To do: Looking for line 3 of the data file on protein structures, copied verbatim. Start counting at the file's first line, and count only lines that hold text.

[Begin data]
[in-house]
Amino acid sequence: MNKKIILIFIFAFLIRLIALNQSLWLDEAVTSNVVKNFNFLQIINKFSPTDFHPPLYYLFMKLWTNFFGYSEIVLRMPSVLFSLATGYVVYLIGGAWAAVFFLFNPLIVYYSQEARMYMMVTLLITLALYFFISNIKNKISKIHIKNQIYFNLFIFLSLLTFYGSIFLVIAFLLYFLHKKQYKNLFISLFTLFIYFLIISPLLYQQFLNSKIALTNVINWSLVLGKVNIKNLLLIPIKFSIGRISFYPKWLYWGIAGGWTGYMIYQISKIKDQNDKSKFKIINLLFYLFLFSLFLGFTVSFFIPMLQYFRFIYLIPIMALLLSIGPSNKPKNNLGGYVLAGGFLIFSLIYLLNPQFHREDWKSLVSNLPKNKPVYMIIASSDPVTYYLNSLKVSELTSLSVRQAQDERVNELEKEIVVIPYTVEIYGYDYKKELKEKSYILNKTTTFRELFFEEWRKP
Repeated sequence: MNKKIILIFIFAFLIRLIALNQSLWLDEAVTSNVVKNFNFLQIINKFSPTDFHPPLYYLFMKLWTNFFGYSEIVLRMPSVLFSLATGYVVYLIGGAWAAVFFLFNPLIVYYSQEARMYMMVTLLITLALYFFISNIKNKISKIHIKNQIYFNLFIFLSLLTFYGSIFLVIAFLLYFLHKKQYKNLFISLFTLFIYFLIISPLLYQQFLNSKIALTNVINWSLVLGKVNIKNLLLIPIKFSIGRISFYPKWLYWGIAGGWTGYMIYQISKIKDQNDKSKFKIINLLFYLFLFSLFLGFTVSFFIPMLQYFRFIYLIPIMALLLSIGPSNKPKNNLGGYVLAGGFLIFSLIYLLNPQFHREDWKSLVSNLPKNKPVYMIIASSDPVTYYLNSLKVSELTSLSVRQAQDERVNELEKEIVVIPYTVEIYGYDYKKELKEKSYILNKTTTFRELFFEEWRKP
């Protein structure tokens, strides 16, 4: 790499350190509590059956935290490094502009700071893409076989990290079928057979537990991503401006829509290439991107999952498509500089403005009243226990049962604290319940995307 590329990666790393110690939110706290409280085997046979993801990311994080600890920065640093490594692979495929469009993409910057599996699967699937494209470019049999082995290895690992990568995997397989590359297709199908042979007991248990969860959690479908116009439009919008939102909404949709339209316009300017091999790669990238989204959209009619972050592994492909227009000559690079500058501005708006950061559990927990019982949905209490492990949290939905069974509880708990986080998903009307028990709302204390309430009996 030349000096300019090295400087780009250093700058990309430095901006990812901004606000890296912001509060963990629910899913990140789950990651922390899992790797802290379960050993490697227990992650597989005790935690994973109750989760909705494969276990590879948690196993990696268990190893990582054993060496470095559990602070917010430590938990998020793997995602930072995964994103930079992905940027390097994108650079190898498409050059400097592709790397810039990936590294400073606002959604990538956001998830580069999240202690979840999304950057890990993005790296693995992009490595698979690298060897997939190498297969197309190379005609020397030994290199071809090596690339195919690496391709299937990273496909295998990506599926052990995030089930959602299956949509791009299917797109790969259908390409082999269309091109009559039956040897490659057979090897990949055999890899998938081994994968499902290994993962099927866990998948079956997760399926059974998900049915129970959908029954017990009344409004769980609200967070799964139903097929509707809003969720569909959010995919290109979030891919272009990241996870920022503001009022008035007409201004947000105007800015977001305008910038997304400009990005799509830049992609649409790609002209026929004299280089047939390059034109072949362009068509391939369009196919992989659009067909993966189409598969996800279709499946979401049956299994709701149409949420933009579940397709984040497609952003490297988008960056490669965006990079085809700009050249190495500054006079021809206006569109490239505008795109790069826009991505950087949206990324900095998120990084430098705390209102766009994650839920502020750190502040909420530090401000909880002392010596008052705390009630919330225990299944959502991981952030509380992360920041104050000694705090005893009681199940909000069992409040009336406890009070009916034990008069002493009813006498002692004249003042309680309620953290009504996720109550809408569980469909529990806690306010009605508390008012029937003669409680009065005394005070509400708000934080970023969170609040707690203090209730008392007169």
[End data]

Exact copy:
Repeated sequence: MNKKIILIFIFAFLIRLIALNQSLWLDEAVTSNVVKNFNFLQIINKFSPTDFHPPLYYLFMKLWTNFFGYSEIVLRMPSVLFSLATGYVVYLIGGAWAAVFFLFNPLIVYYSQEARMYMMVTLLITLALYFFISNIKNKISKIHIKNQIYFNLFIFLSLLTFYGSIFLVIAFLLYFLHKKQYKNLFISLFTLFIYFLIISPLLYQQFLNSKIALTNVINWSLVLGKVNIKNLLLIPIKFSIGRISFYPKWLYWGIAGGWTGYMIYQISKIKDQNDKSKFKIINLLFYLFLFSLFLGFTVSFFIPMLQYFRFIYLIPIMALLLSIGPSNKPKNNLGGYVLAGGFLIFSLIYLLNPQFHREDWKSLVSNLPKNKPVYMIIASSDPVTYYLNSLKVSELTSLSVRQAQDERVNELEKEIVVIPYTVEIYGYDYKKELKEKSYILNKTTTFRELFFEEWRKP